The Mountain Life

By Rob Innis

Frigiliana clings onto the side of a gorge with the Parque Natural Sierras de Tejeda mountains forming a dramatic backdrop contrasted by the coast just a few kilometers downhill. This is deep southern Spain, province of Malaga, Andalucia.

The better known Alpujjaras in Parque Natural Sierra Nevadas, made famous in the books of Gerald Brenan and Chris Stewart, lay a short drive north across the border in the province of Granada.

Frigiliana has a long and varied history of other civilizations and cultures including the Moors. But these days it is content to welcome its visitors to the steep narrow cobble stoned streets which intertwine throughout traditionally whitewashed village houses. It too has had its share of the construction boom. Many new apartments have been sympathetically added blending in with the original architecture. Most offer views across undulating campo and down to the beaches of Nerja. Truly the best of both worlds – fancy a day on the beach well jump on the local bus and off you go.

But I am here for the walking, to see if I can still make it up the mountain paths to be rewarded by those stunning views. It is temptingly green with not only the familiar olive trees but also mango and avocado trees, an uncommon site in our local provinces of Alicante and Murcia.

I decided to explore with local guide John Keogh, who offers a great selection of mountain walks suiting all abilities and fitness levels. He starts all of his walks near the old sugar cane factory, a central point in the village, easy to find and perfect for anybody arriving by bus from Nerja.

‘Some people stay down on the coast, but like to visit inland for a day in the mountains,’ explains John as we watch people getting off the bus from Nerja, a short ride up from the coast.

Being Tuesday it is what John calls a ‘stroll’ as is Thursday’s walk. However every Monday, Wednesday and Friday the going gets a bit tougher although always tailored towards the group’s abilities and wishes.

Our stroll takes us up through the village. Many of the friendly locals greet John as we pass and check to see if he is joining in with tonight’s fiesta for which they are busy making beautiful decorative flower crosses. He shares with us that his wife will be dancing whilst he watches. Like me he is of the opinion walkers don’t always make dancers.

We gently wind our way up (yes be prepared for up) to gaze down onto the village roof tops and out to the Mediterranean. Then we descend and add a bit extra on, to make up for losing yesterdays expedition to rain. Our walk takes us past a selection of country properties with varying plots and I wonder if living on a steep rocky slope would suit me. I begin to decide maybe you have to be born to working your land positioned on a 45 degree angle. We wave to an elderly gentleman busy tending his trees - perhaps he would uncomfortable on the flat.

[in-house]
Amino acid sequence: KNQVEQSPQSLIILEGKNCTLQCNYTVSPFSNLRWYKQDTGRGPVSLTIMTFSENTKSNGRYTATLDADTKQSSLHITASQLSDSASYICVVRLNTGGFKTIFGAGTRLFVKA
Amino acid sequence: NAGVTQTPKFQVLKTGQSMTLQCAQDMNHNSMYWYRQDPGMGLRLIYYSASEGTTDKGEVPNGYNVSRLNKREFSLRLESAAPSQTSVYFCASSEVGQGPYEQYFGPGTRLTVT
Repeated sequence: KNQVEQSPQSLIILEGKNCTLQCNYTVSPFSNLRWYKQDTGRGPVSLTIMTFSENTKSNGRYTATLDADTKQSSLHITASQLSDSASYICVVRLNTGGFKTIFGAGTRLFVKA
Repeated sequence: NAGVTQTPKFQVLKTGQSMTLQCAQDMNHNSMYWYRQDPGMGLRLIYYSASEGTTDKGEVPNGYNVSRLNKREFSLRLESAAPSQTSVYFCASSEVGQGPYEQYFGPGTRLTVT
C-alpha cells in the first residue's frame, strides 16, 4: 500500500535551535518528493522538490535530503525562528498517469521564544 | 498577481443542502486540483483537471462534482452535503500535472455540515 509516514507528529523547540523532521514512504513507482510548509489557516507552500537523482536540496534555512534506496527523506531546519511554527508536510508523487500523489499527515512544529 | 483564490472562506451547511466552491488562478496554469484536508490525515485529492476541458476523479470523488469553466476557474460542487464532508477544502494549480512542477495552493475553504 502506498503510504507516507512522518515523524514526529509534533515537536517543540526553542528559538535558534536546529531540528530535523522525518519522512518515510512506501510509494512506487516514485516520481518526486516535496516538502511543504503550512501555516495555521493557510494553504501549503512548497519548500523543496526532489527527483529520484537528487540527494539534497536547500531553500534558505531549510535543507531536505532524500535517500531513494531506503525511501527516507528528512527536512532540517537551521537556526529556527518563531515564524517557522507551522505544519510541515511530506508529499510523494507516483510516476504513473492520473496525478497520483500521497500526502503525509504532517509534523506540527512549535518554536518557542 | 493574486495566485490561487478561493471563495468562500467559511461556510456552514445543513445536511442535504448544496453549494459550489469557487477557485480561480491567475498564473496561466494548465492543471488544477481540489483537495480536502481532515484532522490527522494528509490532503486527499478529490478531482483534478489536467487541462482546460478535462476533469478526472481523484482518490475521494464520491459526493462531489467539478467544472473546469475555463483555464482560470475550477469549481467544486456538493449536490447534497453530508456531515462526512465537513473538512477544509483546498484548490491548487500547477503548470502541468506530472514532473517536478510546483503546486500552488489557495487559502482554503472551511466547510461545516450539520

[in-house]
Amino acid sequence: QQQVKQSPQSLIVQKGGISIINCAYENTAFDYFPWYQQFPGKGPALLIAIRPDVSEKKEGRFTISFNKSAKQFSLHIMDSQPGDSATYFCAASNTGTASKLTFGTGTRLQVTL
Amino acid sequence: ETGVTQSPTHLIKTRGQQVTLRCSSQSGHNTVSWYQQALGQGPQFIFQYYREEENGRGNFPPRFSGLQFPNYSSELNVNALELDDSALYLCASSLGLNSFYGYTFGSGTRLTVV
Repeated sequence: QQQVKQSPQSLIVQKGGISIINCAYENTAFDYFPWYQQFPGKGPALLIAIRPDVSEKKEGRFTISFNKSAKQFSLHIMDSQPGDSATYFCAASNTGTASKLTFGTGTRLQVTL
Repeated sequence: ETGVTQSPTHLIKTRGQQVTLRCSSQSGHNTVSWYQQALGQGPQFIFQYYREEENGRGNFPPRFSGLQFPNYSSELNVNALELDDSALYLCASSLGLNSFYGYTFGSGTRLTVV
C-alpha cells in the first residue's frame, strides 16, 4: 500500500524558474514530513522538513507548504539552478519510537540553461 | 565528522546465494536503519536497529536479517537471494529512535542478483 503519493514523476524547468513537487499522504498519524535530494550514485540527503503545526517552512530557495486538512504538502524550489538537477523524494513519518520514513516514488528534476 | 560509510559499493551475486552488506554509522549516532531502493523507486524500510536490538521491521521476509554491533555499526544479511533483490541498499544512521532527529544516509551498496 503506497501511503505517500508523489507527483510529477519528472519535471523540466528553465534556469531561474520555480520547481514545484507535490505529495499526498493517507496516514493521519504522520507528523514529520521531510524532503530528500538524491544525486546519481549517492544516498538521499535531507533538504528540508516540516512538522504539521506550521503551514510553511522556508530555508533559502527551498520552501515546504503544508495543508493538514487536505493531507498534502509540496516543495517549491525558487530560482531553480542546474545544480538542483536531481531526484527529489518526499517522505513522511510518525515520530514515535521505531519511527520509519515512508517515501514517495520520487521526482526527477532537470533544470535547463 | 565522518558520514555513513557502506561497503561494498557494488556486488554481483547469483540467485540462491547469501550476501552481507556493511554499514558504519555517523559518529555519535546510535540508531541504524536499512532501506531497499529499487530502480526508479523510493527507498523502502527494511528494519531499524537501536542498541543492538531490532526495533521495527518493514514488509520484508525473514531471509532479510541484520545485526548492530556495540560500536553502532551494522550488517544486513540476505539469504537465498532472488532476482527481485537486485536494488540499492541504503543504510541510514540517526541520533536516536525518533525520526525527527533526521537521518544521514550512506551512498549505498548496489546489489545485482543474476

After a delightful sunny walk we return to our start point to enjoy a well earned cool drink. Tomorrow John promises something more challenging craftily throwing in, ‘We can visit a bar on route after tomorrow’s ascent.’ A temptation few will be able to resist, including me.

Next day we eagerly set off through the village taking the path to climb up to the hamlet of Acebuchal.  I remarked to John I would not want to carry heavy loads up all the stairs in the narrow streets and what about if you were doing some building work?

‘No problem. Just hire Paco’s donkey for 100 euros a day he will carry anything up anywhere,’ explained John. A wonderfully traditional and practical solution to the problem.

Warm sun was giving us all a thirst as we neared our destination. I hoped (OK prayed) the bar would be open. The tiny village had been deserted in the early 1950s but was being rebuilt by an original inhabitant, fortunately now a builder, who is also the bar owner. We got our cold drinks and sat on his shady terrace. I awaited my chorizo tapa which was amazingly served in an ingenious dish with the chorizo suspended on a skewer over a flame - a sort of DIY BBQ. It was delicious with homemade bread. Fed and watered we reluctantly left the tranquil little hamlet of Acebuchal and returned downhill to Frigiliana. We had visited a little bit of Spanish heaven.

Deciding to see what the mountains were like underneath I visited the caves in Nerja (well sign posted) and experienced incredible rock formations in what is another world. The caverns are huge. Think not of crawling through narrow spaces. You will be truly amazed by what nature has created.

I stayed in a spacious rented flat perfect for exploring the village with easy parking. Beware some rentals - the parking might be a distance away, meaning a long uphill carry of those suitcases and shopping supplies unless of course you run into Paco’s donkey.

Since I wrote this article a Dutch lady went missing in this area for eighteen days having fallen down a ravine. She was very lucky to be rescued and fortunately managed to survive by having a nearby water supply. Please take all suitable precautions and preferably walk with a guide if you visit this area.

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